Martin Short’s wife Nancy died of cancer after almost 30 years of marriage. I love what he said about death in his AARP interview.
I believe that when people die, they zoom into the people that love them. This idea that it just ends, and don’t speak of them — that’s wrong. That’s based on denial that we’re all going to die. So to me, she’s still here. At the same time, her death emboldened me to take risks. With real tragedy, you become a little more daring. It’s the yin to the yang: the positive part of life’s dark side.
Martin Short as told to David Hochman (2019, January 31).
. Retrieved from Martin Short Says He’s Wiser With Age https://www.aarp.org/entertainment/celebrities/info-2019/martin-short-interview.html
To avoid feeling overwhelmed and hold back the tears due to loss, stress and worry, I’ve started delving into my ancestry online.
My therapist reframed what I was doing as focusing, rather than avoidance. She thought it was healthy.
Now that my father has passed away and my mother’s health has faltered, I’m really, really sad. I miss them both.
My father is gone. My mother is still with us, but I miss speaking with her, playing word games with her, walking with her, taking her out for lunch.
The pain at times overwhelms me. I don’t want to fall into bipolar depression, hypomania, or mood cycling.
To stave off the pain, I click through the family tree, digging further and further back.
Hate when hit dead ends, especially when it comes to my mother’s beloved Irish grandmother with whom she lived when she attended college.
Exhausted by life stressors. Understandably so. I have this. Just takes a LOT of energy.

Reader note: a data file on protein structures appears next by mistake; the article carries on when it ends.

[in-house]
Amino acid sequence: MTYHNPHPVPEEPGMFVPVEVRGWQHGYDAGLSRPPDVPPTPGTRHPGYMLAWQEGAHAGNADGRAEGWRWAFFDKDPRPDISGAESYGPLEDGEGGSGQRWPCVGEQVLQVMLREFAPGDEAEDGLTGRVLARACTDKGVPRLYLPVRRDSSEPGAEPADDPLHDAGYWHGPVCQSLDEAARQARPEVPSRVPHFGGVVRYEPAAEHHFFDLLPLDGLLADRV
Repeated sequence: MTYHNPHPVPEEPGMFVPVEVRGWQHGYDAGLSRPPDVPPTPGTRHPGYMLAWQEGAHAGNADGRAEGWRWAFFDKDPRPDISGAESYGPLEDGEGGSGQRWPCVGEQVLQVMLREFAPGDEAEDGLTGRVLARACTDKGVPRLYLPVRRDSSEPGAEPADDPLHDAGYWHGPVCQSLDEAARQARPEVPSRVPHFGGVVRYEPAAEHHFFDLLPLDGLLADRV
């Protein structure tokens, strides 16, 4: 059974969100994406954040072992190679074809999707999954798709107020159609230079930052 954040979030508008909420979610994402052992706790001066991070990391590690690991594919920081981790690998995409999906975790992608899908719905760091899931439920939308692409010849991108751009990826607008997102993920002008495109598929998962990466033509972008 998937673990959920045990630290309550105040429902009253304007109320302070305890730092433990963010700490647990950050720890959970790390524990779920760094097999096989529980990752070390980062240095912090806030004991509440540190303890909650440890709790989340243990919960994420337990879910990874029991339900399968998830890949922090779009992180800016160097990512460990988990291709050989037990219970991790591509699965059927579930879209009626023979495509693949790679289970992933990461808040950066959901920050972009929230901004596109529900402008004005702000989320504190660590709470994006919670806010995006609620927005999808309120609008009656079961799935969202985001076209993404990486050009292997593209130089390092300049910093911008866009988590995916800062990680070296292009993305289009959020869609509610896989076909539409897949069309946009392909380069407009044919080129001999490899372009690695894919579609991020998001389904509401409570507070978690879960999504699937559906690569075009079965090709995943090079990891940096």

Recently I’ve been totally overwhelmed and exhausted. A virus almost took my mother’s life. Thank God she survived.
Loving someone who is struggling for their life is hard. Really hard.
I, too, was sick and avoided seeing my mother until she got so sick that cross-contamination was no longer an issue.
Now, I’m still recovering, physically and emotionally. Exhausted. Totally exhausted.
rd on Facebook, friend and poet extraordinaire Ra Avis shared this funneling exercise that helps when you feel pulled in many directions:
Write the names of five people you admire most.
For each, write eight one-word descriptors that define why you admire them.
Circle words that appear more than once.
Put in order of how often they appear (most to least).
Top three are character traits you’re being called to focus on.
The people I admired were
Ra Avis, Sarah Fader, my husband, my mother, and my son. Attributes
After doing the exercise, I realized that I live the attributes I admire. Yay!